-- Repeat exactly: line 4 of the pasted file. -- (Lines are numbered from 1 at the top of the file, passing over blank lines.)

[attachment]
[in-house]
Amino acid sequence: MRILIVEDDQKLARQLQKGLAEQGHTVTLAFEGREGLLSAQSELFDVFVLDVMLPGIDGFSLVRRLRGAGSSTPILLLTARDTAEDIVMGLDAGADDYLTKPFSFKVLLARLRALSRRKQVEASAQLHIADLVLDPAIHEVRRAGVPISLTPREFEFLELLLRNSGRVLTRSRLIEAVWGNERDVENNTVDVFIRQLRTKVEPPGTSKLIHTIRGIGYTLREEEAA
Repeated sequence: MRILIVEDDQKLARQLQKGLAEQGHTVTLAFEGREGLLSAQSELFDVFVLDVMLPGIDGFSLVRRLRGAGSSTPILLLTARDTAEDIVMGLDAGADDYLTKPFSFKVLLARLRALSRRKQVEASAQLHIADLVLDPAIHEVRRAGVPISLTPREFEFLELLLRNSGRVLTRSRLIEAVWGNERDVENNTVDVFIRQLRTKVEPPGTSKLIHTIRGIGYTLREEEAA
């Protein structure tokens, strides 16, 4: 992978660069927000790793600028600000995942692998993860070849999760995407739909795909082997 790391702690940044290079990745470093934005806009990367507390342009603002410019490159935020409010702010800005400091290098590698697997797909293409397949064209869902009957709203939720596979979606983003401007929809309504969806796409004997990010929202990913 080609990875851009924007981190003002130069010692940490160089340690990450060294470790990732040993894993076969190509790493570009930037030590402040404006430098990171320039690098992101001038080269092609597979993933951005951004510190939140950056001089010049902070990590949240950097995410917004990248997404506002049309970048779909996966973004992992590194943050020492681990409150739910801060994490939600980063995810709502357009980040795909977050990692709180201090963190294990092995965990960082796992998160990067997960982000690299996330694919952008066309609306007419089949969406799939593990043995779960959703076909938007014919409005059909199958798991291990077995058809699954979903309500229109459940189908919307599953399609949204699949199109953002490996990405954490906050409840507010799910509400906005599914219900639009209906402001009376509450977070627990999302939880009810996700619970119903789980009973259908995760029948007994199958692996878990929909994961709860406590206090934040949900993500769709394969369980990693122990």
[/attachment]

């Protein structure tokens, strides 16, 4: 992978660069927000790793600028600000995942692998993860070849999760995407739909795909082997 790391702690940044290079990745470093934005806009990367507390342009603002410019490159935020409010702010800005400091290098590698697997797909293409397949064209869902009957709203939720596979979606983003401007929809309504969806796409004997990010929202990913 080609990875851009924007981190003002130069010692940490160089340690990450060294470790990732040993894993076969190509790493570009930037030590402040404006430098990171320039690098992101001038080269092609597979993933951005951004510190939140950056001089010049902070990590949240950097995410917004990248997404506002049309970048779909996966973004992992590194943050020492681990409150739910801060994490939600980063995810709502357009980040795909977050990692709180201090963190294990092995965990960082796992998160990067997960982000690299996330694919952008066309609306007419089949969406799939593990043995779960959703076909938007014919409005059909199958798991291990077995058809699954979903309500229109459940189908919307599953399609949204699949199109953002490996990405954490906050409840507010799910509400906005599914219900639009209906402001009376509450977070627990999302939880009810996700619970119903789980009973259908995760029948007994199958692996878990929909994961709860406590206090934040949900993500769709394969369980990693122990």